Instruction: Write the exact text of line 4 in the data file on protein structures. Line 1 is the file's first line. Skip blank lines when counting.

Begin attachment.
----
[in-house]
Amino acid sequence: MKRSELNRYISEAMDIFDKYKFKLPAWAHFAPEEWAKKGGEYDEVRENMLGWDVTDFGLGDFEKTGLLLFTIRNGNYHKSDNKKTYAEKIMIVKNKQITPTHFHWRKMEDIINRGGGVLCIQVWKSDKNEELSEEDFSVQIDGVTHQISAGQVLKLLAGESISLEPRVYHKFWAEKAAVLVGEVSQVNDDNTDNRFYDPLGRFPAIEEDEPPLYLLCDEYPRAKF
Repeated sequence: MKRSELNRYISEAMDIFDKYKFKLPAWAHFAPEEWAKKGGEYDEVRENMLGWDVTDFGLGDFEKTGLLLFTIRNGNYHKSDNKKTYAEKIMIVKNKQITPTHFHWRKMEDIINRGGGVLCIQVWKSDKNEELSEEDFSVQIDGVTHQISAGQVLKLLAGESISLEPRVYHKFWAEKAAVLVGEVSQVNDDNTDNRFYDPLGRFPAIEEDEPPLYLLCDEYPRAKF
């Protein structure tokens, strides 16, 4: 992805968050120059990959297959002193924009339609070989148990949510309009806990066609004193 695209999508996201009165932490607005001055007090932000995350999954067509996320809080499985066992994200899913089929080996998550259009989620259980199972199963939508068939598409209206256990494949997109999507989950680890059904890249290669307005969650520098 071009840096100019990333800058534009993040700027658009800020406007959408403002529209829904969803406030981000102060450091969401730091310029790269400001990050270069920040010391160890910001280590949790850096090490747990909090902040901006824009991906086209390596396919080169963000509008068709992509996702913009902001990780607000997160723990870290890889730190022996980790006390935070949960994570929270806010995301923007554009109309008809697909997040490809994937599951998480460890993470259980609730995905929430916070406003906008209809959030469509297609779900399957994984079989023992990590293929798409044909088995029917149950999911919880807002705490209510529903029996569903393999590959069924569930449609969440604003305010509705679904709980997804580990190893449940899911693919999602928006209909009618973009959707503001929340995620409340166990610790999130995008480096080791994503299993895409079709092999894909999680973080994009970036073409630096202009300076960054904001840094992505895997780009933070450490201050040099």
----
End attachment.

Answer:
């Protein structure tokens, strides 16, 4: 992805968050120059990959297959002193924009339609070989148990949510309009806990066609004193 695209999508996201009165932490607005001055007090932000995350999954067509996320809080499985066992994200899913089929080996998550259009989620259980199972199963939508068939598409209206256990494949997109999507989950680890059904890249290669307005969650520098 071009840096100019990333800058534009993040700027658009800020406007959408403002529209829904969803406030981000102060450091969401730091310029790269400001990050270069920040010391160890910001280590949790850096090490747990909090902040901006824009991906086209390596396919080169963000509008068709992509996702913009902001990780607000997160723990870290890889730190022996980790006390935070949960994570929270806010995301923007554009109309008809697909997040490809994937599951998480460890993470259980609730995905929430916070406003906008209809959030469509297609779900399957994984079989023992990590293929798409044909088995029917149950999911919880807002705490209510529903029996569903393999590959069924569930449609969440604003305010509705679904709980997804580990190893449940899911693919999602928006209909009618973009959707503001929340995620409340166990610790999130995008480096080791994503299993895409079709092999894909999680973080994009970036073409630096202009300076960054904001840094992505895997780009933070450490201050040099």